The First of the 1961 Intake
An interview with Luke Teoh
What do you know about the earliest history of Brinsford ? When was it built ? Was it built just for "Malayan Teacher Training" (MTT) ?
I know rather vaguely it was an old army camp . It was offered by the British Government to the Malayan Government then.
Why was MTT done in England ?
Malaya was about to receive Independence from the British Government and the schools in Malaya were then manned by British expatriate teachers. There wasn't much time to build a college here and the country needed teachers to replace the expatriate ones. Furthermore someone thought it was a good idea to have a college in England manned by British lecturers who had returned from then Malaya. We had only two Malayan lecturers who taught the Malay language while all the others were British. We had a mixed bag of lecturers , an author, an ex- squadron leader who was very popular as he was very versatile - singing and acting in the college opera with the students, an ex-navy officer with his bawdy jokes, a no-nonsence ex-army officer and many who had served in the then Malayan Education Service.
What are you memories of arriving in England ? I guess this was your first visit ?
It was immediately after our A-Level or O-Level. Students were selected on academic and extra-mural activities. Some were from very remote country villages. It was quite a cultural shock but we came to enjoy and like the place. The lecturers were all very caring and understanding and the cleaning ladies were fantastic.(They always were -ed) Some were wives of army personnel who had served in Malaya or Singapore.They were used to being served by Malaysians but now they were cleaning for us. We had a Jean Green in J House. She had a very strong accent which we found quite difficult to understand her at first but she was very friendly and caring.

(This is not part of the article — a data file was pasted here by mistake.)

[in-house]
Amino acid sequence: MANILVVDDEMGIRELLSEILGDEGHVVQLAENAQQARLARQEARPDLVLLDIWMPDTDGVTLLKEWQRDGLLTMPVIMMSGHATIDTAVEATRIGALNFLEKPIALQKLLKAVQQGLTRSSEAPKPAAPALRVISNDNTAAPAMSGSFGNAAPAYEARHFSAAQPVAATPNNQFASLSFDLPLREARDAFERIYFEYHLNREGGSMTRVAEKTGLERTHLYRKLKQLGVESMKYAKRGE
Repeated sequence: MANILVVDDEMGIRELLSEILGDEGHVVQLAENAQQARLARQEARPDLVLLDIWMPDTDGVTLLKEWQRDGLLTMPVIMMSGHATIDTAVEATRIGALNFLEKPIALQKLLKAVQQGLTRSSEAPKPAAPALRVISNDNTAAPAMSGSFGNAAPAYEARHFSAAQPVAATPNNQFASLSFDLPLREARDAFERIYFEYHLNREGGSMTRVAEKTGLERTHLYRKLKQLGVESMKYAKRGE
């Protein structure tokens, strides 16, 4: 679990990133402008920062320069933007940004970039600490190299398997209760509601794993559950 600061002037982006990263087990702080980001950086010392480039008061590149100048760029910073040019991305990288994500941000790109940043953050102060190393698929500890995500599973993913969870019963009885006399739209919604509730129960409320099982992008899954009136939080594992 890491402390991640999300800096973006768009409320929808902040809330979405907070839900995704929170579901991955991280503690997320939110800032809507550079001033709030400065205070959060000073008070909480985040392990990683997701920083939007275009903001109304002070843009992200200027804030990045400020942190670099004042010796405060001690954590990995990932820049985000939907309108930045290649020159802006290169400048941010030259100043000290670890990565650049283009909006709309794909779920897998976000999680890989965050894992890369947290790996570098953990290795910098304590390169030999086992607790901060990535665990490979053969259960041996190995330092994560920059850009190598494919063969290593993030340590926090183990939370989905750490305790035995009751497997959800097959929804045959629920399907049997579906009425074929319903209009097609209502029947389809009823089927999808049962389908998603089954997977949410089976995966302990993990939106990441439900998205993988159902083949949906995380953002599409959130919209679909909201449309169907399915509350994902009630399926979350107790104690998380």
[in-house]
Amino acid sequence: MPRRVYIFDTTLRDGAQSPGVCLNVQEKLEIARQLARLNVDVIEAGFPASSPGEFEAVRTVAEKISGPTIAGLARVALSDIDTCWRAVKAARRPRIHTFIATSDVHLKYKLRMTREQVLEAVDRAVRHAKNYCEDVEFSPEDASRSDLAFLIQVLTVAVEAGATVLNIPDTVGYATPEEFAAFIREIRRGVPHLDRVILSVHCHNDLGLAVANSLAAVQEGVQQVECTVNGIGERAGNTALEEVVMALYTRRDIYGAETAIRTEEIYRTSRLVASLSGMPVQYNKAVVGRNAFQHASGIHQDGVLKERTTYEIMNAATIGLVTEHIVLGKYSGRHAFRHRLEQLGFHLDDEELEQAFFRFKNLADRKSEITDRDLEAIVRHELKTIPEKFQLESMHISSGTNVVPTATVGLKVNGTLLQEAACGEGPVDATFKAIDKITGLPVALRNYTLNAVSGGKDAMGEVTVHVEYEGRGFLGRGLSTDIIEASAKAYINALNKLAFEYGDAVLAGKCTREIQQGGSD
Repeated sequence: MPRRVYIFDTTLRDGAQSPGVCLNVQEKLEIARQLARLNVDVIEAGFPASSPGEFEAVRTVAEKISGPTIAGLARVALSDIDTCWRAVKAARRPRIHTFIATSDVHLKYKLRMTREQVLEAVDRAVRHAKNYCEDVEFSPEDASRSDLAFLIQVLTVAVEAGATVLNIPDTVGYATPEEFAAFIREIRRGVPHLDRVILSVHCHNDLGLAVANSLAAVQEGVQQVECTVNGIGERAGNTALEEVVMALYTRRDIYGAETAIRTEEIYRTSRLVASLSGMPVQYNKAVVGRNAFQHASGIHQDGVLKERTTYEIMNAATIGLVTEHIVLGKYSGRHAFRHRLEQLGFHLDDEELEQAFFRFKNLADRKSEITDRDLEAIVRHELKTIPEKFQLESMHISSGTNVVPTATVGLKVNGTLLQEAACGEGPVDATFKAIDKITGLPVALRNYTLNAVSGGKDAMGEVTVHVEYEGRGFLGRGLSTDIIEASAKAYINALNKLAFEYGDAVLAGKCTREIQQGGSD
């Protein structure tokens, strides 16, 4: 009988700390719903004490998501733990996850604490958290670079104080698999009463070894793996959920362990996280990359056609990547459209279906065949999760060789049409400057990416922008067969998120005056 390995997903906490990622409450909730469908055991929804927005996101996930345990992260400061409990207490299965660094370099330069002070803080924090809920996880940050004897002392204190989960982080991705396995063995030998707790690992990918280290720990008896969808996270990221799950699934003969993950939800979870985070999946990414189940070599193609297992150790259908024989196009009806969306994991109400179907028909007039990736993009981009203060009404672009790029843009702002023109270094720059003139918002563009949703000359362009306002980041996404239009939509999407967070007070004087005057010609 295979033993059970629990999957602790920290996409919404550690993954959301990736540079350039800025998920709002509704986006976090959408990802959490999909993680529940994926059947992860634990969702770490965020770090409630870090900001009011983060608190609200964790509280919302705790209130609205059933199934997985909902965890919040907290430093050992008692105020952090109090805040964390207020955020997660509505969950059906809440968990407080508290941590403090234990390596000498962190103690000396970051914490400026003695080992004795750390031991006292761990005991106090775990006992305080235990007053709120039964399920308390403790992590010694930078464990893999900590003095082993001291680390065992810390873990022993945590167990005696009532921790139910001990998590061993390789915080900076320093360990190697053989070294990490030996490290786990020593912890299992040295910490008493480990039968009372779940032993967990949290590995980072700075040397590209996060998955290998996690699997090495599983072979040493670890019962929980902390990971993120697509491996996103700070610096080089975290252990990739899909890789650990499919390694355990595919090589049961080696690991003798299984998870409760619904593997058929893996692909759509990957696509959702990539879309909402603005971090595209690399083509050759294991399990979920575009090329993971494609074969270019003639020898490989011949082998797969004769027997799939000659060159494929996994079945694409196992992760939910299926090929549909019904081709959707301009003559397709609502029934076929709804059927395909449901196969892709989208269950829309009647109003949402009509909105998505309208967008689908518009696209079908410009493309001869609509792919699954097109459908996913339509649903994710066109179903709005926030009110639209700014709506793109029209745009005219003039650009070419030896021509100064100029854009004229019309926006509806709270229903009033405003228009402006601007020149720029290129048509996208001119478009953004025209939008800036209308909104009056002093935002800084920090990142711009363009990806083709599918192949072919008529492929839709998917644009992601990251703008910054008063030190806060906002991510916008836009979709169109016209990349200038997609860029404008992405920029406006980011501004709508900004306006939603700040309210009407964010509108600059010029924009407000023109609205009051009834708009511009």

What did the locals make of the sudden influx of people from Malaya ?
The first batch of students had some problems with the local lads over the girls from Featherstone but the later batch of students were more discreet.They went separately and met in Wolverhampton or Cannock Chase instead.
How many people were there ? The capacity was about 250 from memory
There were 300 of us - 150 juniors and 150 seniors.
How long were people here ? Was it one long term ?
We stayed for two years. I came in November 1961 before the time started. We had a month of orientation. I completed my course and left in late Sept 1963. We had to go for 3 teaching practices at the schools in the various Midland towns . Each stay outside with an English family for the teaching practice last a month. I had the first one in Wolverhampton so I commuted by public transport. The second one was with a family in Aston near Birmingham and felt really uncomfortable because we had to dress for all the meals even for supper. They were a very nice couple though. The second one was in Stoke-on-Trent with the Webbs. This family was more informal - Mrs Webb was fantastic - she'd allow us to sit in front of the TV while she served us our dinner! TV wasn't just being introduced in Malaya but not many people could afford it yet. My regret is not having kept in contact with them after I went back to Malaya. Mrs Webb was so proud that one of her daughters was a friend of John Surtees, a champion motorcyclist then.
What did you do for entertainment ?
We played games, took part in college plays, had parties and cooked curries with the sinewy old chickens which we bought from the farm. It was a shock to see the farmer's daughter, catching a chicken and the wringing its neck to kill it and then giving it to us to take back to dress it. However we enjoyed going to the farm in summer, climbing up the old pear and apple trees - eating as much as we can eat - then paying for the fruit we take home. The college also arranged excursions to London to see a play or concert or musical.